Goodbye Guitar

We’ve been trying to have a clear out. I’m a bit of a hoarder so it’s hard. My old guitar is a case in point

I got it for Christmas one year when I was a child. I’d had piano lessons but thought that guitar was a much cooler instrument to play. Although I tried, I never got away with it. My hands are small and I don’t have a lot of movement in my left wrist so I struggled with the frets, even though the guitar was only 3/4 size. I did get a feel of the basics though: how to tune the guitar and so on, which has stood me in good stead for learning the ukelele, which I find so much easier: the neck is smaller and there are only four strings to think about. I still find some ukulele chords virtually impossible to play, but I improvise and somehow it works and I enjoy it.

For much of the time I was growing up, the old guitar became little more than a fancy dress prop for various family members. Remember that scene in A Shot In The Dark when Inspector Clouseau is making enquiries at a nudist colony, wearing nothing but a strategically-placed guitar? I remember my brother re-enacting that with my guitar. Hilarious!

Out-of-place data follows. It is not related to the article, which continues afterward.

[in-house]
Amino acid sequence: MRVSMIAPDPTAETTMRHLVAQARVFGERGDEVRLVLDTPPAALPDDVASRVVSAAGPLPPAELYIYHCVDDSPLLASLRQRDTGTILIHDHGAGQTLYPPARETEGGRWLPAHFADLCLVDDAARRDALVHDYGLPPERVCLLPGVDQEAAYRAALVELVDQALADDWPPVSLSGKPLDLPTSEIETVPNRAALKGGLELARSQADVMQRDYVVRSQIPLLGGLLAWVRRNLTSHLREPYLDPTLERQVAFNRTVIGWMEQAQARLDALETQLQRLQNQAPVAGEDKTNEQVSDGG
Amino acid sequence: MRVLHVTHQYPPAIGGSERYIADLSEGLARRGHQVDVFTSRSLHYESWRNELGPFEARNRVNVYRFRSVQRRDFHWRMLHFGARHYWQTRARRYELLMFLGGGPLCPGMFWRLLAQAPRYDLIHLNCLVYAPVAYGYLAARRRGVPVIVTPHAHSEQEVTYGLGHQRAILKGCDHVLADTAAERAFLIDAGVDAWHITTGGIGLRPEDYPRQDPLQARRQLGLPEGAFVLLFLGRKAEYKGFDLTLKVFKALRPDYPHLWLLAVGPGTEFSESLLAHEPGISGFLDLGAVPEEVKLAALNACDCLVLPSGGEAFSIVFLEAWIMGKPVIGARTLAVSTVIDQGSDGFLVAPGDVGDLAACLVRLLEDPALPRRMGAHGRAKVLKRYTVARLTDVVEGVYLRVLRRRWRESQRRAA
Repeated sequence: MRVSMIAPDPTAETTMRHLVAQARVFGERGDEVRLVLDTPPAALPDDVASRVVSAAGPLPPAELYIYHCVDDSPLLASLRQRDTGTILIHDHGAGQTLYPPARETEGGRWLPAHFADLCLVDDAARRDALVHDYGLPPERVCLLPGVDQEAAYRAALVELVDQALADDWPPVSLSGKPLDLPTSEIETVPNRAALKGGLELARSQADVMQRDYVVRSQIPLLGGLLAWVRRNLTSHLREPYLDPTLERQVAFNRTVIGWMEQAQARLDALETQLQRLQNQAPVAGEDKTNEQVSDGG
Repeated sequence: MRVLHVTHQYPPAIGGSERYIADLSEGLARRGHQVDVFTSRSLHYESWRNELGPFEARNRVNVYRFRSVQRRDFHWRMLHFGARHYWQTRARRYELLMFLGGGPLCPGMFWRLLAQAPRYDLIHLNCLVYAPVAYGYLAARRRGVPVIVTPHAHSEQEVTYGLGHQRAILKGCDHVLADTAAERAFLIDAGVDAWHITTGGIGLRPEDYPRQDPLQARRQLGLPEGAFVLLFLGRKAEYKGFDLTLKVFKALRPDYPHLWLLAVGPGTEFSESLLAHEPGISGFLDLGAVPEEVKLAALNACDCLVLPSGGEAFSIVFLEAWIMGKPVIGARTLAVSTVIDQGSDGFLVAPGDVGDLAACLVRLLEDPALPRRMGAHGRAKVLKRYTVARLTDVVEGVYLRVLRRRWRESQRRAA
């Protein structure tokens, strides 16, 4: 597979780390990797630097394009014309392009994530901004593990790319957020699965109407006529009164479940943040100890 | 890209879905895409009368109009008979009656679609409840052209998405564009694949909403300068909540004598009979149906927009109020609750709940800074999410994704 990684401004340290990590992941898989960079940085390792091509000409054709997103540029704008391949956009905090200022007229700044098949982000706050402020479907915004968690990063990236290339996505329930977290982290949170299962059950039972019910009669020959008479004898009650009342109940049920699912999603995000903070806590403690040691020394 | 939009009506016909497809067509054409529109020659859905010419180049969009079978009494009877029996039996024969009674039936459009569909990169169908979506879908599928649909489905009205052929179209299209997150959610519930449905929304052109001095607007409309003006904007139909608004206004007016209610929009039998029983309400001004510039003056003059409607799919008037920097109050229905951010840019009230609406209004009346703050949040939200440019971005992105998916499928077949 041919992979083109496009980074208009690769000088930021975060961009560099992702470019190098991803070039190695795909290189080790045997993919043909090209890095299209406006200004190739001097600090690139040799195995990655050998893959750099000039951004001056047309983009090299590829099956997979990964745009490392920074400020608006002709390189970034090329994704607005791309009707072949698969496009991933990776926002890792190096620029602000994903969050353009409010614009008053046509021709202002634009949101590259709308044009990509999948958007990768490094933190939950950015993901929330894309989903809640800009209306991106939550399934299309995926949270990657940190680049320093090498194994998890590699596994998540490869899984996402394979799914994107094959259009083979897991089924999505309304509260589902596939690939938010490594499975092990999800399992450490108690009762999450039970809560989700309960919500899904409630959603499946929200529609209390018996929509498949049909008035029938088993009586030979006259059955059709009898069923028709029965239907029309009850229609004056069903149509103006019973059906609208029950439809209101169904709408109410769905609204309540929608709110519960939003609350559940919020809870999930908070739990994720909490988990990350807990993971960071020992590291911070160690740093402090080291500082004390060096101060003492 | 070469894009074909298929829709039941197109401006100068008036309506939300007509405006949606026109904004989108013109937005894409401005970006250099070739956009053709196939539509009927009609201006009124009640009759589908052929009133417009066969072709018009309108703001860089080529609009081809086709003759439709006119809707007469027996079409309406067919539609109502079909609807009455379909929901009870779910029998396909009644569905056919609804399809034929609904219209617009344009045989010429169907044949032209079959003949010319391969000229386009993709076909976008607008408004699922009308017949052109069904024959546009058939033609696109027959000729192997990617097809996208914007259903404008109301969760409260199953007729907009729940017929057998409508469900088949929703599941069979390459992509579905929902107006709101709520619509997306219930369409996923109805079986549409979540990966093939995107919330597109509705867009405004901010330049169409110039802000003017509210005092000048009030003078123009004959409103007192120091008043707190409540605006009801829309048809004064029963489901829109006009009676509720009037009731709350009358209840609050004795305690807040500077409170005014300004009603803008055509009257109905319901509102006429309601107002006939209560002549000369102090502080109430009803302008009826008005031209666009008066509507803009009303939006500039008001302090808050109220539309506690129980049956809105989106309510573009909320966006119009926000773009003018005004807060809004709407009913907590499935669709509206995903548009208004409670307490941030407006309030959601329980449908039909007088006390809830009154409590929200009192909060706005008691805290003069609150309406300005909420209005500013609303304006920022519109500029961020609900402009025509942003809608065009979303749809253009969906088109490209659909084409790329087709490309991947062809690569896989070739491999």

A generation later, our son learnt how to play ukelele at school and then picked up my guitar and taught himself to play that. He graduated to the full size guitar he got as a birthday present and has become a lovely player, although seldom outside his bedroom. It was wonderful that the old instrument got a new lease of life, but since Son outgrew it, it had been gathering dust so it was time for it to go. I advertised it on our street Facebook page and quickly got a reply from a neighbour. She arranged to pick it up today and I left it by the front door for socially distanced collection.

I downloaded Marie Kondo’s book “The Art of Tidying” a while ago when it was on special offer. I probably wouldn’t have done so otherwise, but I wanted to see what the fuss was about. I found some of the techniques useful but a lot of it was a bit to extreme for me. Getting rid of items that no longer “bring you joy” is hard enough, but the idea of thanking those things for their service and saying goodbye to them, seemed very weird to me, but I suppose that’s exactly what I’m doing here, paying tribute to my old guitar as it leaves for its new home as it helps another person learn to play. Goodbye old guitar!

Do you find it difficult to shed old possessions?